Finally! Somebody is exploding the myth that business deals are made on the golf course. I’ve played my share of golf with customers, or potential customers. I’ve never understood how a deal could be made on the golf course without coming off like a total jerk.
I’ve always treated the round of golf like a nice social outing that should be enjoyed by everyone. I have also been treated to rounds of golf as a customer, and have never been “pitched” while on the course. Yet, every business magazine – usually in their special “golf issue” which is no more than an excuse for the magazine to get a free round of golf at some nice courses and a bunch of advertising – has articles about the huge deals that are closed on the course. Statements like these are just the tip of the iceberg…
The deal was worth millions to us. Sitting side by side in a cart tends to let one’s guard down.
— Joe Collier, president of Mainsail Suites Hotel & Conference Center
It’s a relaxed atmosphere where you can present your ideas with a slower approach.
Business author Harvey MacKay is one of the servers of the golf-course-business-deal Koolaid
Golf is a networking game par excellence. In what other environment can you see your customer for four to five hours interruption-free?
With gas and other costs climbing, home prices plummeting and the economy struggling, I haven’t seen a lot of budgets cut for customer golf. In fact, companies are checking out ways to get more bang for their golf buck. Companies realize that a lot of business happens on the golf course.
If you’re in business, you know the articles I’m talking about. Usually dragging out this lame quote by golf legend Bobby Jones.
“You can learn more about a man (woman) in nine holes than a lifetime.”
Now, come on… who buys into such a ludicrous statement? MacKay, Donald Trump, GE’s Jack Welch, Sun Microsystems Scott Nealy, and whole lot of other low-handicap executives.
An author even suggested that tying a CEO’s compensation to improving his golf handicap would be smarter than tying it to the company’s performance.
But because a low handicap appears to be a pretty good way to predict performance, Mr. Crystal said, corporate directors may want to give out stock options that vest only if the chief executive lowers his handicap by a certain amount.
Foolish nonsense, perpetuated because CEO’s and top executives want to spend a day on the links without feeling like they are goofing off. Business magazines know who butters their bread, so they aren’t going to dispel the myth. Executives are trying to rationalize belonging to two or three country clubs that may cost $50,000 a year+ to belong. If it’s such a valuable tool for sales, why don’t companies pay for their salespeople to belong to the fancy clubs and let the execs pay their own way?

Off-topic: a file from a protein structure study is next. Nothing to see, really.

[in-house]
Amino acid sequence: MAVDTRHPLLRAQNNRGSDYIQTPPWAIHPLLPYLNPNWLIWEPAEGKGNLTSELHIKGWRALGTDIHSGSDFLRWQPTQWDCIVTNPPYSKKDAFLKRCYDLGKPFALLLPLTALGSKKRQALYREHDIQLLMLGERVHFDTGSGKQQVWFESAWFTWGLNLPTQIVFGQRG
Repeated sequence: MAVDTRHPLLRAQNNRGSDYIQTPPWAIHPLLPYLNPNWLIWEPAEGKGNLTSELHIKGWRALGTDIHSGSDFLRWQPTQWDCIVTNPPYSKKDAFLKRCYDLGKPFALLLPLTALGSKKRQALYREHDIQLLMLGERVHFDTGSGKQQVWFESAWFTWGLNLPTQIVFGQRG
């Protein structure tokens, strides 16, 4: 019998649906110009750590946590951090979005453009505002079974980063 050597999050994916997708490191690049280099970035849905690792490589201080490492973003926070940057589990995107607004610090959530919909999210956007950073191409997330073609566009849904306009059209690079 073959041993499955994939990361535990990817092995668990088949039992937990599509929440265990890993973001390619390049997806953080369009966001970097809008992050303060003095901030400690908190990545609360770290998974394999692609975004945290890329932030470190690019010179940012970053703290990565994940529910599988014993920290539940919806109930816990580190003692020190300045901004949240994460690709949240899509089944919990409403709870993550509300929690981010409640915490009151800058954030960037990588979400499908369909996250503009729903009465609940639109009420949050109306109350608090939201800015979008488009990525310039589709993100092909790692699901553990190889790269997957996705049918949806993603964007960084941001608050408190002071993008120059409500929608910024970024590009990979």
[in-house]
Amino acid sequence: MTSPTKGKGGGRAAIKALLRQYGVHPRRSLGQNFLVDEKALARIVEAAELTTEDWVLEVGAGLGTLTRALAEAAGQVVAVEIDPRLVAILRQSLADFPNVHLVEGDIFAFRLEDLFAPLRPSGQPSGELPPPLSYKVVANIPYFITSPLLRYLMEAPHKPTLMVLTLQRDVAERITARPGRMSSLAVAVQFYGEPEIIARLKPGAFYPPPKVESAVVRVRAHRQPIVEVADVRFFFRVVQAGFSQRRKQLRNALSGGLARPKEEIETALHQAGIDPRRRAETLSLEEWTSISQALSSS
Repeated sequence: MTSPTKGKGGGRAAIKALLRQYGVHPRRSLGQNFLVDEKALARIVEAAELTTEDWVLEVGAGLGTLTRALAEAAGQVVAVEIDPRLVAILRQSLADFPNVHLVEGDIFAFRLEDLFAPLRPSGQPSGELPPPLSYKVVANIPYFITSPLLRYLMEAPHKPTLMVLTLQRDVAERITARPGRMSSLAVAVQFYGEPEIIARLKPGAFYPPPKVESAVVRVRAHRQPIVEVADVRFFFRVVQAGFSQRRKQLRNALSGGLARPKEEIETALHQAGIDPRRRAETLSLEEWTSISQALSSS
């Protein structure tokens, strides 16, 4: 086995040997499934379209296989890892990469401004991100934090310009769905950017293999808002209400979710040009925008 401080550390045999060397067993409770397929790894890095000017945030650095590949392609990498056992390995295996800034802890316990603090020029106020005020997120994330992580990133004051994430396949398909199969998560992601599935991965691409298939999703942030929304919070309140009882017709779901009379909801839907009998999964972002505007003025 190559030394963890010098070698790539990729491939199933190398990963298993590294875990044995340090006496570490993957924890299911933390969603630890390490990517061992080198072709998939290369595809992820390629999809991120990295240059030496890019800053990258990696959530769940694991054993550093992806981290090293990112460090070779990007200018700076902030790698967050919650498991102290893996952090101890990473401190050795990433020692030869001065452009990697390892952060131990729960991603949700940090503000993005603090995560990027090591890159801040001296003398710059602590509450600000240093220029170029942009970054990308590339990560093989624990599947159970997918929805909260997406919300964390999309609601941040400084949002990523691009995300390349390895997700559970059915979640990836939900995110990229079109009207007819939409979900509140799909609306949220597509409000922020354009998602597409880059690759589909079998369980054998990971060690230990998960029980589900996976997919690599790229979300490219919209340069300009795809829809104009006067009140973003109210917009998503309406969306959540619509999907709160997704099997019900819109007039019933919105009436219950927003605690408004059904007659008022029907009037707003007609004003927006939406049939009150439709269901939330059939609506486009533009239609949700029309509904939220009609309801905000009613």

Women are even taking up the game so they can “get ahead.”
“Women are seeing golf as an informal network to advance their careers,” said Carol Bresnicky, representative for the Executive Women’s Golf Association.
How sad is that?
But I found one reasonable voice in the silence that surrounds “business golf.” Mr. Business Golf says:
… you might as well step to the first tee box wearing a tee shirt that says I’m A Loser if your sole purpose is to pitch a deal during the round of golf.
Actually, Mr. Business Golf found me! He left a comment on an earlier post. No matter, I’m glad he’s out there setting the record straight and he’s now in my RSS because he’s a smart guy. We agree, right? So he’s gotta be a smart guy.
He says a round of golf can be part of a business deal. Use it to put on your best face, build a relationship, and make a pitch. BUT the pitch should be made AFTER the round of golf.
- And probably after you have let them win by a reasonable amount
- And after they have enjoyed the beer babe on the course
- And between the second and third rounds in the club house.
- And after you’ve paid off the big bet your client “won.”
No deals are made on the golf course. The deal was done before arriving or was done after leaving. The PITCH might have been made after the round. But the deal was done back at the office.
Why don’t I ever read about deals being made while hunting, fishing, playing foosball, shooting pool, playing darts, or tennis, etc.?
Now Mr. Business Golf will probably have something to say about my bullet points. Since you’re new here Mr. Business Golf, I have to include some snark or regular readers will be disappointed!